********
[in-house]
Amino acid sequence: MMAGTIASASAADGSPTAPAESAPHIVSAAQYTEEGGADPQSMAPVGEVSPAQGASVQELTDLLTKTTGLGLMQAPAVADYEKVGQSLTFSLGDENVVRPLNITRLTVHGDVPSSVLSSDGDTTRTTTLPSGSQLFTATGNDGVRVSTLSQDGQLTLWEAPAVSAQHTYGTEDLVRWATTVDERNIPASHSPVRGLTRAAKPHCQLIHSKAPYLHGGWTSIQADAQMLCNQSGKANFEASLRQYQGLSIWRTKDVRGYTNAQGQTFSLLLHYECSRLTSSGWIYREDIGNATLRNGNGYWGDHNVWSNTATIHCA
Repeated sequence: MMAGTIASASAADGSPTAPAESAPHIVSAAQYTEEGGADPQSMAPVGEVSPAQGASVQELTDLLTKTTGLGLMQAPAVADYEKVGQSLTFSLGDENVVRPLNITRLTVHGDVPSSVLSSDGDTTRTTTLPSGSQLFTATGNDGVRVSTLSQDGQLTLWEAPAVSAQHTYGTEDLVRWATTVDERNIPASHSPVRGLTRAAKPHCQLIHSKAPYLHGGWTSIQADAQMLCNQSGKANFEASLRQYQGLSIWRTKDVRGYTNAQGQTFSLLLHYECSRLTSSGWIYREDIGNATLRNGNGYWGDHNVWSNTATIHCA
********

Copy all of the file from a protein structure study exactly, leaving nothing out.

[in-house]
Amino acid sequence: MMAGTIASASAADGSPTAPAESAPHIVSAAQYTEEGGADPQSMAPVGEVSPAQGASVQELTDLLTKTTGLGLMQAPAVADYEKVGQSLTFSLGDENVVRPLNITRLTVHGDVPSSVLSSDGDTTRTTTLPSGSQLFTATGNDGVRVSTLSQDGQLTLWEAPAVSAQHTYGTEDLVRWATTVDERNIPASHSPVRGLTRAAKPHCQLIHSKAPYLHGGWTSIQADAQMLCNQSGKANFEASLRQYQGLSIWRTKDVRGYTNAQGQTFSLLLHYECSRLTSSGWIYREDIGNATLRNGNGYWGDHNVWSNTATIHCA
Repeated sequence: MMAGTIASASAADGSPTAPAESAPHIVSAAQYTEEGGADPQSMAPVGEVSPAQGASVQELTDLLTKTTGLGLMQAPAVADYEKVGQSLTFSLGDENVVRPLNITRLTVHGDVPSSVLSSDGDTTRTTTLPSGSQLFTATGNDGVRVSTLSQDGQLTLWEAPAVSAQHTYGTEDLVRWATTVDERNIPASHSPVRGLTRAAKPHCQLIHSKAPYLHGGWTSIQADAQMLCNQSGKANFEASLRQYQGLSIWRTKDVRGYTNAQGQTFSLLLHYECSRLTSSGWIYREDIGNATLRNGNGYWGDHNVWSNTATIHCA